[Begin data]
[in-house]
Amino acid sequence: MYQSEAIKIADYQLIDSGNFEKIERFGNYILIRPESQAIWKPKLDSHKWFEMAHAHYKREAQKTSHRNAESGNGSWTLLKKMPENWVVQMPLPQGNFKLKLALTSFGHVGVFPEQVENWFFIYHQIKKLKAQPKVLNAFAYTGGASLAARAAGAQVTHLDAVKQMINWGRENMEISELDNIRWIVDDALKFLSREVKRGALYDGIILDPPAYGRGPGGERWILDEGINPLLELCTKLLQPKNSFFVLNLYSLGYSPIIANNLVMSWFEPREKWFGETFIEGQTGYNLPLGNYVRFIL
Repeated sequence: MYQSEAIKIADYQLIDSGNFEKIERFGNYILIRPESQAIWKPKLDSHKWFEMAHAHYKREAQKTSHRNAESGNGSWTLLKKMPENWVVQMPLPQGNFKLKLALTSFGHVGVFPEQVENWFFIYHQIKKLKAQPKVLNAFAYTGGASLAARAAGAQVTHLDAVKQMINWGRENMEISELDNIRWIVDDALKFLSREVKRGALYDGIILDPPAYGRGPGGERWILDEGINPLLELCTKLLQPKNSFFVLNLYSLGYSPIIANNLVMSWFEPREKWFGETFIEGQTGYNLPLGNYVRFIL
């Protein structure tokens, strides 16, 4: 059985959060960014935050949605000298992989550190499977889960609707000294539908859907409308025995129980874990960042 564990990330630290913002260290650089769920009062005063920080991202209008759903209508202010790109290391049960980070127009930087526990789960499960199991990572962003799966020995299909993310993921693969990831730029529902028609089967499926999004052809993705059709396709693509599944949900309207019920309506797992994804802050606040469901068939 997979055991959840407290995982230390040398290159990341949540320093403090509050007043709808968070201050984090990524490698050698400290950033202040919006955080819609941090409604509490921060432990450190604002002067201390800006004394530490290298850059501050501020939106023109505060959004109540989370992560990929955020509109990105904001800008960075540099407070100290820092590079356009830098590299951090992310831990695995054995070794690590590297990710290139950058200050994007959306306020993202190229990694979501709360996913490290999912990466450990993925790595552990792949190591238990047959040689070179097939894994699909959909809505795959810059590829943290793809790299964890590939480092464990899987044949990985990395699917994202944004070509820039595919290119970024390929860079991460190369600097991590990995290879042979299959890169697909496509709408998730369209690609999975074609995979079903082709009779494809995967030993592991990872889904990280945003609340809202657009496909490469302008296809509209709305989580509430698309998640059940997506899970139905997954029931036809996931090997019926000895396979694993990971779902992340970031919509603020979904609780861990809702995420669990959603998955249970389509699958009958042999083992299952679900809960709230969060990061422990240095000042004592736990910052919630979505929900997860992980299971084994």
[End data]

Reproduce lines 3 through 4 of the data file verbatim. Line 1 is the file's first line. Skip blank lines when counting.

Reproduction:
Repeated sequence: MYQSEAIKIADYQLIDSGNFEKIERFGNYILIRPESQAIWKPKLDSHKWFEMAHAHYKREAQKTSHRNAESGNGSWTLLKKMPENWVVQMPLPQGNFKLKLALTSFGHVGVFPEQVENWFFIYHQIKKLKAQPKVLNAFAYTGGASLAARAAGAQVTHLDAVKQMINWGRENMEISELDNIRWIVDDALKFLSREVKRGALYDGIILDPPAYGRGPGGERWILDEGINPLLELCTKLLQPKNSFFVLNLYSLGYSPIIANNLVMSWFEPREKWFGETFIEGQTGYNLPLGNYVRFIL
């Protein structure tokens, strides 16, 4: 059985959060960014935050949605000298992989550190499977889960609707000294539908859907409308025995129980874990960042 564990990330630290913002260290650089769920009062005063920080991202209008759903209508202010790109290391049960980070127009930087526990789960499960199991990572962003799966020995299909993310993921693969990831730029529902028609089967499926999004052809993705059709396709693509599944949900309207019920309506797992994804802050606040469901068939 997979055991959840407290995982230390040398290159990341949540320093403090509050007043709808968070201050984090990524490698050698400290950033202040919006955080819609941090409604509490921060432990450190604002002067201390800006004394530490290298850059501050501020939106023109505060959004109540989370992560990929955020509109990105904001800008960075540099407070100290820092590079356009830098590299951090992310831990695995054995070794690590590297990710290139950058200050994007959306306020993202190229990694979501709360996913490290999912990466450990993925790595552990792949190591238990047959040689070179097939894994699909959909809505795959810059590829943290793809790299964890590939480092464990899987044949990985990395699917994202944004070509820039595919290119970024390929860079991460190369600097991590990995290879042979299959890169697909496509709408998730369209690609999975074609995979079903082709009779494809995967030993592991990872889904990280945003609340809202657009496909490469302008296809509209709305989580509430698309998640059940997506899970139905997954029931036809996931090997019926000895396979694993990971779902992340970031919509603020979904609780861990809702995420669990959603998955249970389509699958009958042999083992299952679900809960709230969060990061422990240095000042004592736990910052919630979505929900997860992980299971084994």